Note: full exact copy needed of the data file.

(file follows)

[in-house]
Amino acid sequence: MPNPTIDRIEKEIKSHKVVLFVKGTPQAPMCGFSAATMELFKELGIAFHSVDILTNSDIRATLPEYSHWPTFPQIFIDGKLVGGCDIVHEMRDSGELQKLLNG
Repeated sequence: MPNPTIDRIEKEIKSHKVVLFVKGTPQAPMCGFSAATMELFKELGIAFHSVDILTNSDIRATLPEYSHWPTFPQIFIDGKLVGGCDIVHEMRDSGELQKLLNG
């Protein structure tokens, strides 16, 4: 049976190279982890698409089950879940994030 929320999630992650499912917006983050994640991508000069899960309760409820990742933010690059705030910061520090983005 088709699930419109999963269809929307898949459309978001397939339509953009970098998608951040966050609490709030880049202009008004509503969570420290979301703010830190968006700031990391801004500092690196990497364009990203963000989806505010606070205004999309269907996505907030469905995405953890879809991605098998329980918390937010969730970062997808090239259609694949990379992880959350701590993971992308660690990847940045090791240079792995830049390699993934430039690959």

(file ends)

[in-house]
Amino acid sequence: MPNPTIDRIEKEIKSHKVVLFVKGTPQAPMCGFSAATMELFKELGIAFHSVDILTNSDIRATLPEYSHWPTFPQIFIDGKLVGGCDIVHEMRDSGELQKLLNG
Repeated sequence: MPNPTIDRIEKEIKSHKVVLFVKGTPQAPMCGFSAATMELFKELGIAFHSVDILTNSDIRATLPEYSHWPTFPQIFIDGKLVGGCDIVHEMRDSGELQKLLNG
């Protein structure tokens, strides 16, 4: 049976190279982890698409089950879940994030 929320999630992650499912917006983050994640991508000069899960309760409820990742933010690059705030910061520090983005 088709699930419109999963269809929307898949459309978001397939339509953009970098998608951040966050609490709030880049202009008004509503969570420290979301703010830190968006700031990391801004500092690196990497364009990203963000989806505010606070205004999309269907996505907030469905995405953890879809991605098998329980918390937010969730970062997808090239259609694949990379992880959350701590993971992308660690990847940045090791240079792995830049390699993934430039690959």